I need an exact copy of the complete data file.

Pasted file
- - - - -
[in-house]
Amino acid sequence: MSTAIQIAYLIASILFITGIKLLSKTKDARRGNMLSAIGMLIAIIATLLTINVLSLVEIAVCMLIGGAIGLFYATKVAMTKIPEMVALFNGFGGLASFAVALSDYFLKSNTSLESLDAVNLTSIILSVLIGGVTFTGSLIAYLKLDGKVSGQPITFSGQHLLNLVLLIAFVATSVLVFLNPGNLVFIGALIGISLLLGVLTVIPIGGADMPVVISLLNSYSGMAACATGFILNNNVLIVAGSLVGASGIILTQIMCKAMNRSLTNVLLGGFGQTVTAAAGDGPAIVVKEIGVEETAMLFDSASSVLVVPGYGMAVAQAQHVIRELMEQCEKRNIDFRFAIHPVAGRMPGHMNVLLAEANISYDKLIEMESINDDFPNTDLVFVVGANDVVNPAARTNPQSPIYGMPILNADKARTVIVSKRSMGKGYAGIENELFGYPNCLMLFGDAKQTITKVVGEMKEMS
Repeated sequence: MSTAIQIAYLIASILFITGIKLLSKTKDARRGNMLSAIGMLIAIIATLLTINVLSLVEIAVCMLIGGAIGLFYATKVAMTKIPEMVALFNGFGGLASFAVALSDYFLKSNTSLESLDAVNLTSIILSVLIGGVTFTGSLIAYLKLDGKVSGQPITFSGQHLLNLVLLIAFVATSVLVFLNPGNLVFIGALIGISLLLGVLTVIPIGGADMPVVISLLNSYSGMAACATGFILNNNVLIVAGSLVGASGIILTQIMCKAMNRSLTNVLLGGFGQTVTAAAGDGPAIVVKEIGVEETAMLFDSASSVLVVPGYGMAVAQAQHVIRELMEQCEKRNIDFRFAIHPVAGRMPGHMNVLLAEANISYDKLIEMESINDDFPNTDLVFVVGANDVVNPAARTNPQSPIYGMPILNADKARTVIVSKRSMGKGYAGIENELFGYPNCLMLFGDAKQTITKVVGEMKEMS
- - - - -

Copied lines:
[in-house]
Amino acid sequence: MSTAIQIAYLIASILFITGIKLLSKTKDARRGNMLSAIGMLIAIIATLLTINVLSLVEIAVCMLIGGAIGLFYATKVAMTKIPEMVALFNGFGGLASFAVALSDYFLKSNTSLESLDAVNLTSIILSVLIGGVTFTGSLIAYLKLDGKVSGQPITFSGQHLLNLVLLIAFVATSVLVFLNPGNLVFIGALIGISLLLGVLTVIPIGGADMPVVISLLNSYSGMAACATGFILNNNVLIVAGSLVGASGIILTQIMCKAMNRSLTNVLLGGFGQTVTAAAGDGPAIVVKEIGVEETAMLFDSASSVLVVPGYGMAVAQAQHVIRELMEQCEKRNIDFRFAIHPVAGRMPGHMNVLLAEANISYDKLIEMESINDDFPNTDLVFVVGANDVVNPAARTNPQSPIYGMPILNADKARTVIVSKRSMGKGYAGIENELFGYPNCLMLFGDAKQTITKVVGEMKEMS
Repeated sequence: MSTAIQIAYLIASILFITGIKLLSKTKDARRGNMLSAIGMLIAIIATLLTINVLSLVEIAVCMLIGGAIGLFYATKVAMTKIPEMVALFNGFGGLASFAVALSDYFLKSNTSLESLDAVNLTSIILSVLIGGVTFTGSLIAYLKLDGKVSGQPITFSGQHLLNLVLLIAFVATSVLVFLNPGNLVFIGALIGISLLLGVLTVIPIGGADMPVVISLLNSYSGMAACATGFILNNNVLIVAGSLVGASGIILTQIMCKAMNRSLTNVLLGGFGQTVTAAAGDGPAIVVKEIGVEETAMLFDSASSVLVVPGYGMAVAQAQHVIRELMEQCEKRNIDFRFAIHPVAGRMPGHMNVLLAEANISYDKLIEMESINDDFPNTDLVFVVGANDVVNPAARTNPQSPIYGMPILNADKARTVIVSKRSMGKGYAGIENELFGYPNCLMLFGDAKQTITKVVGEMKEMS